119 Fun & Interesting Facts About Kentucky

Are you ready to explore a state famous for fast horses, delicious fried chicken, and beautiful music? Let’s pack our bags and head to Kentucky, a place with deep roots in American history and culture. From rolling green hills to lively festivals, Kentucky is full of surprises. So, grab your adventure hat, and let’s discover some cool facts about Kentucky!

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First up, did you know Kentucky is known as the “Horse Capital of the World”? That’s right! People from all over come to Kentucky to see the Kentucky Derby, one of the most famous horse races ever. Imagine seeing those speedy horses racing to the finish line, cheered on by crowds of excited fans. It’s a big celebration where even the hats are famous!

Kentucky is also the birthplace of bluegrass music. This special kind of music uses instruments like banjos, fiddles, and guitars to create a sound that’s all about life in Kentucky. There are even festivals where musicians come together to play bluegrass music under the open sky. It’s like a big, musical picnic!

And let’s not forget about Kentucky Fried Chicken, or KFC for short. This world-famous chicken started in Kentucky, and now people everywhere enjoy its secret recipe. It’s a taste of Kentucky that has traveled around the globe!

Are you excited to learn more facts about Kentucky? From its horse races and bluegrass music to its delicious fried chicken, Kentucky is a state full of interesting stories and traditions. Let’s dive in and uncover all the amazing things that make Kentucky a unique and fascinating place to explore!

Be sure to discover even more interesting facts with our Facts about Maryland and our Facts about Massachusetts.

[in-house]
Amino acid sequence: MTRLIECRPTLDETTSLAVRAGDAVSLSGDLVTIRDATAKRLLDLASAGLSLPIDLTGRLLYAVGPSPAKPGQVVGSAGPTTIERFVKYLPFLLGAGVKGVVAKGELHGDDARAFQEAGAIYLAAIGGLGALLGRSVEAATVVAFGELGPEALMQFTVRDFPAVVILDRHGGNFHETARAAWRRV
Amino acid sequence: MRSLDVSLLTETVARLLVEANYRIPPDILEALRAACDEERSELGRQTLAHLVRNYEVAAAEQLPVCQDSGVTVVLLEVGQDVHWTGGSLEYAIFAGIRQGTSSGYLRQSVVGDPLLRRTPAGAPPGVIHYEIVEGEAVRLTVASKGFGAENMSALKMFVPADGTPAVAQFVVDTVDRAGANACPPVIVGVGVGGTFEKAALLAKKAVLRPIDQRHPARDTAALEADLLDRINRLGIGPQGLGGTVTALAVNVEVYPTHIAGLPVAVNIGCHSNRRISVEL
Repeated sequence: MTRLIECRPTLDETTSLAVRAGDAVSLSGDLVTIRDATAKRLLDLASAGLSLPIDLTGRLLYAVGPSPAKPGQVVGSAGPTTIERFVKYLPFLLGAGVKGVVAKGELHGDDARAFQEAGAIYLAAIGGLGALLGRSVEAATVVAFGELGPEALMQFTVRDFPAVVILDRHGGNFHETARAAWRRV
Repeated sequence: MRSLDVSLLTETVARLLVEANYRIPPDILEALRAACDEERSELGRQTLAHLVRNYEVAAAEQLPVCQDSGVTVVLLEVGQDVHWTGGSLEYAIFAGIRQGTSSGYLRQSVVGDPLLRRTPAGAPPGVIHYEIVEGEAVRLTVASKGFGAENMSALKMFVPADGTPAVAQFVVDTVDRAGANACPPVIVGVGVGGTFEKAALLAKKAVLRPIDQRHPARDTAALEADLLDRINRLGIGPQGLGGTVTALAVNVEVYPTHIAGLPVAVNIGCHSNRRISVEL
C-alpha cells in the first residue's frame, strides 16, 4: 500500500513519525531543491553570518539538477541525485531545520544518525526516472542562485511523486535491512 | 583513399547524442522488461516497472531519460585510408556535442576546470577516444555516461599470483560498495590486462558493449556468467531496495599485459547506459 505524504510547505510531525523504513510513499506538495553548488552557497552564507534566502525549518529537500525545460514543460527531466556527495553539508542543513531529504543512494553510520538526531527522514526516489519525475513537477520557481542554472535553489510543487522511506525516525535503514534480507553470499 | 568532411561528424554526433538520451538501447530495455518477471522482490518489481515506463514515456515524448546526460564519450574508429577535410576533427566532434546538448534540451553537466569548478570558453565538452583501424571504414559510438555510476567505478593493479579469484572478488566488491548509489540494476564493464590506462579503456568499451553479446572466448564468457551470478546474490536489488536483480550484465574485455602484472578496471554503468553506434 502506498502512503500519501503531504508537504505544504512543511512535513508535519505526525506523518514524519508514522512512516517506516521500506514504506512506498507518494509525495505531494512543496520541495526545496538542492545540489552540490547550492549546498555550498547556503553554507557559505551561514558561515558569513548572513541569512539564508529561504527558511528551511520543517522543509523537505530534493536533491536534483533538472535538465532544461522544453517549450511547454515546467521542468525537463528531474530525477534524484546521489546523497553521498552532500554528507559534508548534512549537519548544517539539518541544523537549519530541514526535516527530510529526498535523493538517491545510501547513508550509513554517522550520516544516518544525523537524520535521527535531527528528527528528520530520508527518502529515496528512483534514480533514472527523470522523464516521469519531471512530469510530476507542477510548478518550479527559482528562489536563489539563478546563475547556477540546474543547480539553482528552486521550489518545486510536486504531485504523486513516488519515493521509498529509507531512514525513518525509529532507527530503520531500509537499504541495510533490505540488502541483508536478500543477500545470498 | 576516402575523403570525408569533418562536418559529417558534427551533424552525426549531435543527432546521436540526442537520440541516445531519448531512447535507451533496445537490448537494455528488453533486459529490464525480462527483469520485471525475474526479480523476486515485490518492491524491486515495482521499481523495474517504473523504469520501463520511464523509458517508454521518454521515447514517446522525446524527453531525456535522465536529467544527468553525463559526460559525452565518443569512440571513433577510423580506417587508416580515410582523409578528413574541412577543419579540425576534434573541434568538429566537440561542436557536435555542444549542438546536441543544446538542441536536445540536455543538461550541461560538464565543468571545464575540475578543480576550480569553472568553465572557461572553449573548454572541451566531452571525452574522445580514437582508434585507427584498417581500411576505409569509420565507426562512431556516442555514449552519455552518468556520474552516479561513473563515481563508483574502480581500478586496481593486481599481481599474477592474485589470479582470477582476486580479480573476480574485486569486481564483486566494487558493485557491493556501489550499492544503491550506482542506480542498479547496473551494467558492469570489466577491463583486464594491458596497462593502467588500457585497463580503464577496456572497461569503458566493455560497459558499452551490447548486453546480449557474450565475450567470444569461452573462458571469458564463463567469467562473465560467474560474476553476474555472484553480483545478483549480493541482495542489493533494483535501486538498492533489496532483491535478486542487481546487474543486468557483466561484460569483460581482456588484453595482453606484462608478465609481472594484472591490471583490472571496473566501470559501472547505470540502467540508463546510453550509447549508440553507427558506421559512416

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Facts about Kentucky

  1. Kentucky Fried Chicken originated in the Corbin, where Colonel Sanders developed the recipe that would launch one of the biggest fast food chains in the world.
  2. Toyota Motor Manufacturing in Georgetown, Kentucky, is the largest Toyota factory in the US, capable of producing a million cars every two years.
  3. According to one outdated law, Women in Owensboro need to get their husband’s permission before purchasing a hat they fancy.
  4. The thirteen-day siege in 1778 of Fort Boonesborough was the longest siege in the country’s frontier history.
  5. Kentucky’s official nickname is Bluegrass State, and this is the slogan you will see on many of the region’s license plates. 
  6. Muhammad Ali (was a former heavyweight champion boxer and one of the greatest sporting figures of the 20th century) was born and raised in Louisville, Kentucky. The city now has a museum highlighting his life.
  7. Years ago, Fleming County picked up the nickname “Covered Bridge Capital of Kentucky“. Although most have been demolished, a handful still remains in the lightly populated county.
  8. The oldest vice president in the history of the United States is Alben Barkley, who was 71 years old when he entered office in 1949. He was born in Lowes, Kentucky.
  9. Every year, Louisville holds their annual Idea Festival. This unique festival held every fall draws creative thinkers of all ages.